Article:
by Dish Staff
Reed Jordan spotlights our schools’ racial segregation:
Despite our country’s growing diversity, our public schools provide little contact between white students and students of color. We’ve mapped data about the racial composition of U.S. public schools to shed light on today’s patterns at the county level. These maps show that America’s public schools are highly segregated by race and income, with the declining share of white students typically concentrated in schools with other white students and the growing share of Latino students concentrated into low-income public schools with other students of color.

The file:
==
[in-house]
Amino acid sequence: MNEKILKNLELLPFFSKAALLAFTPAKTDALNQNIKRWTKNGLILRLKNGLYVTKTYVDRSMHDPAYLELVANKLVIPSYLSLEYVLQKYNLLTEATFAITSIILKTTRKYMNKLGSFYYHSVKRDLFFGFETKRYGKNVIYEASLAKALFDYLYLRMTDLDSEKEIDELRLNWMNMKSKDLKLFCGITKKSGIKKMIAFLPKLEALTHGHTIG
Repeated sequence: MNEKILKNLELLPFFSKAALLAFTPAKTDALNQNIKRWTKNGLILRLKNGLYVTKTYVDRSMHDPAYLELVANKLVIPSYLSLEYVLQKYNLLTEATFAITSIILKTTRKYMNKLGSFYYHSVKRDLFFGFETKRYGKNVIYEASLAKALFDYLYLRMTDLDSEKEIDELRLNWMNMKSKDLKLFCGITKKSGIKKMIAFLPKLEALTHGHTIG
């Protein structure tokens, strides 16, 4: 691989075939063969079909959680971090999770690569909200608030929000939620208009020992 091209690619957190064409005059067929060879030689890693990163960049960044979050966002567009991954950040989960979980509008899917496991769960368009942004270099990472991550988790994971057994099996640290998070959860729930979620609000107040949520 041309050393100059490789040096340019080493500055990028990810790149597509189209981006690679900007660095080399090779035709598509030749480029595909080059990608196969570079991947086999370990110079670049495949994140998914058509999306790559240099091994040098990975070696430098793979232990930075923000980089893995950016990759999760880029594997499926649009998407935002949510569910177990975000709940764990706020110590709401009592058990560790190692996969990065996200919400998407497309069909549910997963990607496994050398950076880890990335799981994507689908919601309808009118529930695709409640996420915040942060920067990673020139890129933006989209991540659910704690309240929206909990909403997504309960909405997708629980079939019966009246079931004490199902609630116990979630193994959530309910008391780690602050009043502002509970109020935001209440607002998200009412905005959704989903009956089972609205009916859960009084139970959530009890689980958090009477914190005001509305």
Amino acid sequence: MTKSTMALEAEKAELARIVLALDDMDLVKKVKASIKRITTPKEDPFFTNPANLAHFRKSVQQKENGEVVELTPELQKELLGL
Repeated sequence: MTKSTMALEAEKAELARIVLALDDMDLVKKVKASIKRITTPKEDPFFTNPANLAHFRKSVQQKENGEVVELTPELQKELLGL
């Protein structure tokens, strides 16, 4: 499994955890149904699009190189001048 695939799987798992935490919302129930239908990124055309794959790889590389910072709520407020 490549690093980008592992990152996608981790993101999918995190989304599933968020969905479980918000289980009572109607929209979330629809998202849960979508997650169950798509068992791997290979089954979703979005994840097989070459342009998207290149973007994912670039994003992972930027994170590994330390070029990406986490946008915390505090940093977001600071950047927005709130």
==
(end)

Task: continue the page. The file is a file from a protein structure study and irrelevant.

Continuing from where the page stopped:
In every state but New Mexico and Hawaii, the average white student attends a school that is majority white. This is unsurprising for large swaths of the Northwest, Great Plains, Upper Midwest and Northeast, which are home to very few kids of color. But even in diverse states like Illinois, Michigan, Pennsylvania and New York, few white children attend diverse schools.